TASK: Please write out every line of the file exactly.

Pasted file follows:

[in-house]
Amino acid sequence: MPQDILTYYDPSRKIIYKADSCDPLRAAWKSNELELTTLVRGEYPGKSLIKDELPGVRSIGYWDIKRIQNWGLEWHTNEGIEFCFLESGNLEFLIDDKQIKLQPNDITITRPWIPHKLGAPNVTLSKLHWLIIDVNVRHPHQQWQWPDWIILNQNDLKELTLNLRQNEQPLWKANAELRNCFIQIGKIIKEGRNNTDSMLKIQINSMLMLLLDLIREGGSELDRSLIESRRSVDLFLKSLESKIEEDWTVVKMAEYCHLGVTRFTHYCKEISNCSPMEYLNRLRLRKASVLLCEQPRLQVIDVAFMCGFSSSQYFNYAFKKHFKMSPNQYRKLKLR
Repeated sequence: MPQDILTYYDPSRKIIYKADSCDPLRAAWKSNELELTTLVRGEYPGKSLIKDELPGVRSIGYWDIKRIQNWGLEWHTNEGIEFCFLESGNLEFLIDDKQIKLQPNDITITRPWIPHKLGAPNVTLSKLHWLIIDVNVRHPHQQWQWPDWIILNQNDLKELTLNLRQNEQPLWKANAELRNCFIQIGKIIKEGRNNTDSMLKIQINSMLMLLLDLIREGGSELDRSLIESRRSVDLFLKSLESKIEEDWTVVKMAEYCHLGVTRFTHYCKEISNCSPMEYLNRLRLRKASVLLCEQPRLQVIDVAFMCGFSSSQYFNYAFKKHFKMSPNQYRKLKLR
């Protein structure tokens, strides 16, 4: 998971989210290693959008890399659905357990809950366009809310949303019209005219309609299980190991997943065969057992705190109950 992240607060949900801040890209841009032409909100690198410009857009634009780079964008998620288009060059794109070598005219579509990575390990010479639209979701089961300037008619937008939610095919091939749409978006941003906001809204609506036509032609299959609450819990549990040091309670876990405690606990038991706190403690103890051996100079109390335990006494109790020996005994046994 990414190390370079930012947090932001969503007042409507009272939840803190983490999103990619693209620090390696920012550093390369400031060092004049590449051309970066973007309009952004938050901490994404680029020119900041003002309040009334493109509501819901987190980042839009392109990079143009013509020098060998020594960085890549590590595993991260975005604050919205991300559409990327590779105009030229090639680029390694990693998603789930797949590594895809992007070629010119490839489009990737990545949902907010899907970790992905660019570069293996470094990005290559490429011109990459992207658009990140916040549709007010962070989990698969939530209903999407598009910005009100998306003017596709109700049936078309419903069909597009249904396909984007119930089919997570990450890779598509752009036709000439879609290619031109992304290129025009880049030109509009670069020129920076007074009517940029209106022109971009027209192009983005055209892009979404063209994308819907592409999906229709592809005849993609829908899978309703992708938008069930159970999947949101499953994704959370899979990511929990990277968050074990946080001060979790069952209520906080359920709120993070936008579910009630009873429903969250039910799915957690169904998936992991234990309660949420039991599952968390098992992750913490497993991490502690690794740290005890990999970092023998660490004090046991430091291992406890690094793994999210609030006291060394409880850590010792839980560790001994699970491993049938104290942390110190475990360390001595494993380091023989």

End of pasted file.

[in-house]
Amino acid sequence: MPQDILTYYDPSRKIIYKADSCDPLRAAWKSNELELTTLVRGEYPGKSLIKDELPGVRSIGYWDIKRIQNWGLEWHTNEGIEFCFLESGNLEFLIDDKQIKLQPNDITITRPWIPHKLGAPNVTLSKLHWLIIDVNVRHPHQQWQWPDWIILNQNDLKELTLNLRQNEQPLWKANAELRNCFIQIGKIIKEGRNNTDSMLKIQINSMLMLLLDLIREGGSELDRSLIESRRSVDLFLKSLESKIEEDWTVVKMAEYCHLGVTRFTHYCKEISNCSPMEYLNRLRLRKASVLLCEQPRLQVIDVAFMCGFSSSQYFNYAFKKHFKMSPNQYRKLKLR
Repeated sequence: MPQDILTYYDPSRKIIYKADSCDPLRAAWKSNELELTTLVRGEYPGKSLIKDELPGVRSIGYWDIKRIQNWGLEWHTNEGIEFCFLESGNLEFLIDDKQIKLQPNDITITRPWIPHKLGAPNVTLSKLHWLIIDVNVRHPHQQWQWPDWIILNQNDLKELTLNLRQNEQPLWKANAELRNCFIQIGKIIKEGRNNTDSMLKIQINSMLMLLLDLIREGGSELDRSLIESRRSVDLFLKSLESKIEEDWTVVKMAEYCHLGVTRFTHYCKEISNCSPMEYLNRLRLRKASVLLCEQPRLQVIDVAFMCGFSSSQYFNYAFKKHFKMSPNQYRKLKLR
């Protein structure tokens, strides 16, 4: 998971989210290693959008890399659905357990809950366009809310949303019209005219309609299980190991997943065969057992705190109950 992240607060949900801040890209841009032409909100690198410009857009634009780079964008998620288009060059794109070598005219579509990575390990010479639209979701089961300037008619937008939610095919091939749409978006941003906001809204609506036509032609299959609450819990549990040091309670876990405690606990038991706190403690103890051996100079109390335990006494109790020996005994046994 990414190390370079930012947090932001969503007042409507009272939840803190983490999103990619693209620090390696920012550093390369400031060092004049590449051309970066973007309009952004938050901490994404680029020119900041003002309040009334493109509501819901987190980042839009392109990079143009013509020098060998020594960085890549590590595993991260975005604050919205991300559409990327590779105009030229090639680029390694990693998603789930797949590594895809992007070629010119490839489009990737990545949902907010899907970790992905660019570069293996470094990005290559490429011109990459992207658009990140916040549709007010962070989990698969939530209903999407598009910005009100998306003017596709109700049936078309419903069909597009249904396909984007119930089919997570990450890779598509752009036709000439879609290619031109992304290129025009880049030109509009670069020129920076007074009517940029209106022109971009027209192009983005055209892009979404063209994308819907592409999906229709592809005849993609829908899978309703992708938008069930159970999947949101499953994704959370899979990511929990990277968050074990946080001060979790069952209520906080359920709120993070936008579910009630009873429903969250039910799915957690169904998936992991234990309660949420039991599952968390098992992750913490497993991490502690690794740290005890990999970092023998660490004090046991430091291992406890690094793994999210609030006291060394409880850590010792839980560790001994699970491993049938104290942390110190475990360390001595494993380091023989």